Buffer Zones and Comfort Zones
EDITORIAL on Supreme Court Hearing of McCullen v. Coakley
In his blueprint for the New Evangelization, Evangelii Gaudium (The Joy of the Gospel), Pope Francis offered a striking challenge for 21st-century Catholics: “I prefer a Church which is bruised, hurting and dirty because it has been out on the streets, rather than a Church which is unhealthy from being confined and from clinging to its own security.”
In 2000, Eleanor McCullen of Boston heard a very similar message from God while she was attending Mass, and she sought further advice from a priest. As Live Action News tells it, the priest said McCullen was being asked “to go out of her comfort zone to build up the Kingdom of God. He told her she’d have to stretch herself.”
Back then, she was 64, the age when many seniors start to prepare for their retirement. But McCullen ultimately decided to join a group of pro-lifers engaged in prayer and counseling at a local abortion business. On Tuesdays and Wednesdays, she took her post at the facility, scanning the sidewalk for abortion-minded women and their families, in order to ask how she could “help.” Before long, she was sharing ultrasound images of an unborn child in its mother’s womb and coordinating practical assistance for struggling women and young couples.
Fourteen years later, McCullen is the lead plaintiff in a closely watched case before the U.S. Supreme Court, McCullen v. Coakley. She has challenged a 2007 Massachusetts state law that requires a 35-foot “buffer zone” separating pro-life counselors from women walking to the entrance of state abortion businesses.
While the lead defendant, Massachusetts Attorney General Martha Coakley, backs the law as the safest way to protect women’s access to these facilities, McCullen argues that it unlawfully suppresses her free-speech rights. Though she has helped save the lives of more than 80 unborn children, she contends that the buffer zone has prevented her from reaching even more women.
The justices will scrutinize a lower-court decision that upheld the Massachusetts law. The high court will also consider whether a 2000 Supreme Court case, Hill v. Colorado, which upheld a more limited buffer-zone law in Colorado, applies to the Massachusetts law. Some experts predict that the justices could overturn Hill as well.
On Jan. 15, during oral arguments before the high court, justices on both sides of the ideological divide expressed concern about the law’s impact on constitutionally protected speech. And legal experts now predict that the three justices who dissented from the 2000 majority opinion on Hill — Anthony Kennedy, Antonin Scalia and Clarence Thomas — will be joined by Samuel Alito, though Chief Justice John Roberts Jr. did not reveal his views during oral arguments. A decision is expected by June.
In his 2000 dissent on Hill, Kennedy wrote that Colorado’s buffer-zone law “bars a private citizen from passing a message, in a peaceful manner and on a profound moral issue, to a fellow citizen on a public sidewalk.” And during an exchange in oral arguments addressing the Massachusetts law, Kennedy showed that he had not changed his mind about the constitutional problems posed by buffer zones. “In speech cases, when you address one problem, you have a duty to protect speech that’s lawful,” said Kennedy.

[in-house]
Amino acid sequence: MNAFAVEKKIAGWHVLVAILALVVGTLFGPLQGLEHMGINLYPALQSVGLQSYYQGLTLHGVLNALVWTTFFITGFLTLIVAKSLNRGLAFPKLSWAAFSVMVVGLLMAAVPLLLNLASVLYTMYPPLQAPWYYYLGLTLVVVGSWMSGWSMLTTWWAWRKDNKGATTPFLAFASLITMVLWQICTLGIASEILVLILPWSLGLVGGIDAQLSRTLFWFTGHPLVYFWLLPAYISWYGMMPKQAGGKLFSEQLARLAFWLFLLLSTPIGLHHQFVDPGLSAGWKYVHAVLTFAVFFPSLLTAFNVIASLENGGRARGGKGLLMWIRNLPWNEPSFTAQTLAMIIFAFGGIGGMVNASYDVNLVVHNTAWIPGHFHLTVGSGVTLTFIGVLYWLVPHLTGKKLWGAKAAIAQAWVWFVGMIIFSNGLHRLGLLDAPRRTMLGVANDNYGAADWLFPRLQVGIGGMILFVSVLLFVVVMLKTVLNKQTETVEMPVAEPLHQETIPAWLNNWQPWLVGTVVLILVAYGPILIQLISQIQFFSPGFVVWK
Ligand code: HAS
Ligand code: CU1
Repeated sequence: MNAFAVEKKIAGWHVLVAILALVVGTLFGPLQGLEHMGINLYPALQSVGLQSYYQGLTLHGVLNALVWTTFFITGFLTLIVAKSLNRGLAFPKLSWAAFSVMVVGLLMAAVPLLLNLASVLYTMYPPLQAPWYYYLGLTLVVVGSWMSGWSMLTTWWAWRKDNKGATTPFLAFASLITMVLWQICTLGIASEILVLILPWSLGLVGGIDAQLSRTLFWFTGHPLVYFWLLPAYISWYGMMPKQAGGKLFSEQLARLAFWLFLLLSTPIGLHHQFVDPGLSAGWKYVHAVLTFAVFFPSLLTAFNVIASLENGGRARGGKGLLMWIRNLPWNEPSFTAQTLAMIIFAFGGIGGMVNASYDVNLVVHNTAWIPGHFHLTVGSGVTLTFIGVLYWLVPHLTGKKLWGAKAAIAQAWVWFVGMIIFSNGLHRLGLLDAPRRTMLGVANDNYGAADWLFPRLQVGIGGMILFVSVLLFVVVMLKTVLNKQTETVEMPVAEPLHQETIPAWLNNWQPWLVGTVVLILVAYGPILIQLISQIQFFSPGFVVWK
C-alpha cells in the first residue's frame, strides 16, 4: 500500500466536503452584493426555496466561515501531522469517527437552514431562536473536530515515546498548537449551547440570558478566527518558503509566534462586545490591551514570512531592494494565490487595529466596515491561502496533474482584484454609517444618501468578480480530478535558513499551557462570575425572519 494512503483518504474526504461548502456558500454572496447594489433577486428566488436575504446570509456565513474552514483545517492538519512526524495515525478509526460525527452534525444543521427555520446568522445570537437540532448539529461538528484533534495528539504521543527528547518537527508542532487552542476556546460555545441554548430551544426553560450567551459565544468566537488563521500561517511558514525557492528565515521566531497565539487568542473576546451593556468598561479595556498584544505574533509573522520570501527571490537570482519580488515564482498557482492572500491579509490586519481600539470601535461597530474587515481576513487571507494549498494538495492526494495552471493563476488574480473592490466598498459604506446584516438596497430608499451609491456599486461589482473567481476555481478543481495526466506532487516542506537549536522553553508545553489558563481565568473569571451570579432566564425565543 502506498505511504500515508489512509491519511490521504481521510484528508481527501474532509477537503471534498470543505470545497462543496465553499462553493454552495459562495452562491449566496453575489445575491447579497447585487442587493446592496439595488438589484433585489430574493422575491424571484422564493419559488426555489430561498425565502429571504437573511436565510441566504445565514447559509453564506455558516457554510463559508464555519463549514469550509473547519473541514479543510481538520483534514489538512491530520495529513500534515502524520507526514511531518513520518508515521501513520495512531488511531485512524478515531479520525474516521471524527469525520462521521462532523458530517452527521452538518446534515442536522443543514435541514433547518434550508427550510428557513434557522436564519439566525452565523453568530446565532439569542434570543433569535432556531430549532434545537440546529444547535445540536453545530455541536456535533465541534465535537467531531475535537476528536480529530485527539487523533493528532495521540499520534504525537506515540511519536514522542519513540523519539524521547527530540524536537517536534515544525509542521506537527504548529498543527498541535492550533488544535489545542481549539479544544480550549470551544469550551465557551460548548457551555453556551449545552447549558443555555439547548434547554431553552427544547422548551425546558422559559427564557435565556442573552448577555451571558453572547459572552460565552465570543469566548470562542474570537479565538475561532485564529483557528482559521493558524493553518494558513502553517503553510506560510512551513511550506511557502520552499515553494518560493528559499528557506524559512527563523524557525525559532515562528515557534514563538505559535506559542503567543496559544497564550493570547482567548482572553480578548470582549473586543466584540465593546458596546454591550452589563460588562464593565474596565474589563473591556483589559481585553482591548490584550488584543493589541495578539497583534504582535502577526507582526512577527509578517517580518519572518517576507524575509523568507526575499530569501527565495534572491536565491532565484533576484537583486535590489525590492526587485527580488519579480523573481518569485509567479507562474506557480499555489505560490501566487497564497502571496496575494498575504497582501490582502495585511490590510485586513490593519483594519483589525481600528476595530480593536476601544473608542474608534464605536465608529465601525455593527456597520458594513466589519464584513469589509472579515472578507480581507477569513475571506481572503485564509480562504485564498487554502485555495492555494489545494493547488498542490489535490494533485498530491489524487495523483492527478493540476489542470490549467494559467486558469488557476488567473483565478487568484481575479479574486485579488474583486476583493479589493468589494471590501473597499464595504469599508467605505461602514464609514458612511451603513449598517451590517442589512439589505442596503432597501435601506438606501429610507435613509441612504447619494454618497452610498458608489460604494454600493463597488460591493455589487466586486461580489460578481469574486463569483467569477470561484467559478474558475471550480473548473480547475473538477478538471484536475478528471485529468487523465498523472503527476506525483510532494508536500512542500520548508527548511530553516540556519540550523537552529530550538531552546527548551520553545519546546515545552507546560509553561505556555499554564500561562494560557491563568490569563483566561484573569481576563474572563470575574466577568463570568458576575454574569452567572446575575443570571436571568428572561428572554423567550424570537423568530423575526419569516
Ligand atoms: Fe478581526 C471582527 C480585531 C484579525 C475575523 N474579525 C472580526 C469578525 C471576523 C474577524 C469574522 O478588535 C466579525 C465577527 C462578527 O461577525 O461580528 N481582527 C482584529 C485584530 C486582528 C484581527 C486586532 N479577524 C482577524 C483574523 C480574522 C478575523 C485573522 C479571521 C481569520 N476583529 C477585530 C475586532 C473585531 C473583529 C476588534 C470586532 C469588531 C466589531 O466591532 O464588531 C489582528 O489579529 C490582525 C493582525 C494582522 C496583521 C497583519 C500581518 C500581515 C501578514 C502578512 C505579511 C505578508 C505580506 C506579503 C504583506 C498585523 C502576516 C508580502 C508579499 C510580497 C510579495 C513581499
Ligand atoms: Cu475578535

Mark Rienzi, an associate professor at The Catholic University of America School of Law and the lead attorney for McCullen, noted that abortion-facility personnel in Massachusetts could pass through the buffer zone, giving the appearance that the state endorsed the speech of facility staff and escorts, while creating impediments to the free expression of ideas by pro-life counselors.
In recent weeks, as the national media prepared for the oral arguments before the Supreme Court and thus gave attention to McCullen’s personal story, Americans have been introduced to what has been presented as the “new face” of pro-life activism: a 77-year-old woman who identifies herself as “5-feet-1-inch tall,” with a “body type [that] can be described as ‘plump.’” Along the way, Americans have also learned that she has shared her home with mothers in trouble and is a part-time prison chaplain.
Contrary to the stereotypes perpetrated by abortion-rights groups and their allies in the media and in Hollywood who say that pro-lifers only want to save babies but don’t care about women, McCullen represents the majority of activists in the field who offer emotional, spiritual and practical support for mothers.
Still, some abortion-rights supporters argue that it would be a mistake to allow McCullen’s disarming presence to justify efforts to overturn buffer zones. They point to a small number of violent and deadly attacks at abortion facilities and contend that the buffer zones are needed to protect women and their constitutional right to an abortion.
Pro-life leaders in this country have strongly repudiated the use of violence to protest legal abortion, including the murder of abortionists and their staff. In his statements before the court, Rienzi noted that the state had yet to prosecute one violation of the buffer-zone law, and he continued to insist that the real issue before the court wasn’t the prevention of violence, but a concerted attempt to violate the free-speech rights of those who seek to counsel and comfort women in desperate straits.
Justice Scalia, in an exchange during the oral arguments, emphasized that McCullen and other plaintiffs challenging the law were not angry protesters. “These people don’t want to protest abortion,” said Scalia. “They want to talk to women who are about to get abortions and try to talk them out of it.”
The court should overturn both the Massachusetts and the Colorado buffer-zone laws.
U.S. women already have free access to abortion. Now they deserve free access to life-changing words of truth and consolation from people like Eleanor McCullen.